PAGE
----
This application addresses PQ-22: "Why do many cancer cells die when suddenly deprived of a protein encoded by an oncogene?" Wnt canonical signaling has highly conserved functions in development, and its constitutively activation plays a role in the pathogenesis of an increasing number of tumor types. Human malignant gliomas are refractory to curative surgery, responsible for high morbidity and almost invariably lethal. We have recently demonstrated Wnt pathway activation by an autocrine mechanism at high frequency in human glioma lines and primary gliomas. Moreover, unlike other Wnt activated tumor types, which show only growth inhibition in response to Wnt downregulation, Wnt activated gliomas, are so addicted to Wnt signaling that they undergo massive apoptosis in response to pathway downregulation. We have discovered a novel Wnt transcriptional program, whose effectors are likely to be responsible for this addiction as well as expression alterations i less Wnt addicted tumor types that could help to explain their chemo-sensitization in response to Wnt downregulation. We plan to exploit these findings to 1) further elucidate the transcriptional program and signaling pathways responsible for Wnt addiction of human gliomas, 2) identify and characterize specific and potent Wnt targeted small molecule inhibitors utilizing Wnt addicted malignant glioma cells in a functional screen that has already provided promising hits, and 3) exploit those aspects of the Wnt addictive transcriptional program in Wnt positive gliomas that may be present in other Wnt activated tumor types to investigate how to better target such tumors. Thus, this project offers a unique opportunity to develop mechanistic insights that could improve therapies for Wnt positive human malignant gliomas and other tumor types as well.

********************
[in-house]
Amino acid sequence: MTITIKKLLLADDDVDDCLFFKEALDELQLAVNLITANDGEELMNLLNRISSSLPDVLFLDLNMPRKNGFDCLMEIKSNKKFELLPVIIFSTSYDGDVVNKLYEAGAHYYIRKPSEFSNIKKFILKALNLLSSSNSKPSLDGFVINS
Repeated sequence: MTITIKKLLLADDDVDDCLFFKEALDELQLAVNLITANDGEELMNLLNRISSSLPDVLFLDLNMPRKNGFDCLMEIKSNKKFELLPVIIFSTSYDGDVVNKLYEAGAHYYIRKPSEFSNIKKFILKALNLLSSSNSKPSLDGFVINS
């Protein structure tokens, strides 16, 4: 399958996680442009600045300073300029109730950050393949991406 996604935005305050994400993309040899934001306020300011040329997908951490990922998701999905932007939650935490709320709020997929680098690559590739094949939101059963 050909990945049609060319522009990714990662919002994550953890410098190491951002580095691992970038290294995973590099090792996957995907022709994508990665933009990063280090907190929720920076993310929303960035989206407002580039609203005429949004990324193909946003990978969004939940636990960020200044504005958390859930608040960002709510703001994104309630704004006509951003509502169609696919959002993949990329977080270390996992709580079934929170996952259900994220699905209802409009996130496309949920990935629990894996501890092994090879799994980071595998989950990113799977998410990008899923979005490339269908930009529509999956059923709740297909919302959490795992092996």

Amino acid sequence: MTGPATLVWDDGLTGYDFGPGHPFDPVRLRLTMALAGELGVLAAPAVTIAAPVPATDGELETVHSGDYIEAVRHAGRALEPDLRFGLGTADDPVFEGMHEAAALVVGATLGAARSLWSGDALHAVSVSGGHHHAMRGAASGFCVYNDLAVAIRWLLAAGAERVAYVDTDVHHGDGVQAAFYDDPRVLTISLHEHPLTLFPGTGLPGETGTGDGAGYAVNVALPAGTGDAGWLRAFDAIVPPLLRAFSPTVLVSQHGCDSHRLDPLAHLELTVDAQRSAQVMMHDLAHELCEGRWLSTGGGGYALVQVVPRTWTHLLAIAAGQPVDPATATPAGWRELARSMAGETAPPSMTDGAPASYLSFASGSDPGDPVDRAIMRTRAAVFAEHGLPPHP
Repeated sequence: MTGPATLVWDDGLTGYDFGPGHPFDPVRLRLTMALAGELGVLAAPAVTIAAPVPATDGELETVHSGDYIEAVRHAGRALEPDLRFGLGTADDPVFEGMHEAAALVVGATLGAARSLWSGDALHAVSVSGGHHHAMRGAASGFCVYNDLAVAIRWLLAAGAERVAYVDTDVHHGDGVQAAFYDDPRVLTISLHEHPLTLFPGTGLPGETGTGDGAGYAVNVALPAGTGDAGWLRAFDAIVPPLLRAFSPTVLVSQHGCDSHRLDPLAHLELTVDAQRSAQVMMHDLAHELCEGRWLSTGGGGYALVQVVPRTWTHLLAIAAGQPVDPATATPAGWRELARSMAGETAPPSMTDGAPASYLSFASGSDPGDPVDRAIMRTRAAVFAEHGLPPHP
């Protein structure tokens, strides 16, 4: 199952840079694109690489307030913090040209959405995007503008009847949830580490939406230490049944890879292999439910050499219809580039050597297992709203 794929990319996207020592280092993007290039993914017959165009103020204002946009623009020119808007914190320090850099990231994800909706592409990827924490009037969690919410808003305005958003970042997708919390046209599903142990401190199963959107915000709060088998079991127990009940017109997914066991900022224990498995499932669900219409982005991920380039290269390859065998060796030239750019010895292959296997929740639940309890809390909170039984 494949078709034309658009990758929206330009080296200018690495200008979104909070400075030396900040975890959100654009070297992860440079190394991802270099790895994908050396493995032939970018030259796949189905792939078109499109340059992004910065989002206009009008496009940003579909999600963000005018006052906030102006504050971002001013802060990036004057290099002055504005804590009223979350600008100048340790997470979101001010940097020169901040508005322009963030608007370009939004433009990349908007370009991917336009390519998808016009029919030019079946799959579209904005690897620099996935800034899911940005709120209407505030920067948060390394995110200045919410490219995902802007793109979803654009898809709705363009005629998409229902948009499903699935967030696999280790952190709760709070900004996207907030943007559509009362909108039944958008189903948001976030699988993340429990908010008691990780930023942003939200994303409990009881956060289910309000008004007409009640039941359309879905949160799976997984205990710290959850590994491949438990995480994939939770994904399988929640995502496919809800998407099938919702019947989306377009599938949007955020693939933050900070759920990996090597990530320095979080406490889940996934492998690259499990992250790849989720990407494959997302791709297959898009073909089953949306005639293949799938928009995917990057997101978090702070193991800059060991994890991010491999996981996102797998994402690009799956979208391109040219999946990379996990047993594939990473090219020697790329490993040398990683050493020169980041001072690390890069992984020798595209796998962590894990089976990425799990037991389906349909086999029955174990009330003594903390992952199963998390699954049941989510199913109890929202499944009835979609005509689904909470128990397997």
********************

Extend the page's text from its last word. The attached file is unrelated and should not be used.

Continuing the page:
Investigations within this project are directed toward elucidating mechanisms responsible for an extreme form of Wnt addiction discovered by us in human malignant gliomas and to identify the Wnt transcriptional program and pathways responsible. We will also utilize Wnt addicted glioma cells to further characterize promising Wnt small molecule inhibitors with specificity for these addicted tumor cells and will explore the basi of chemorsensitization induced by Wnt downregulation of other Wnt activated tumor types. Our efforts are aimed at mechanistic understanding that could lead to novel therapeutic interventions for Wnt activated tumors.
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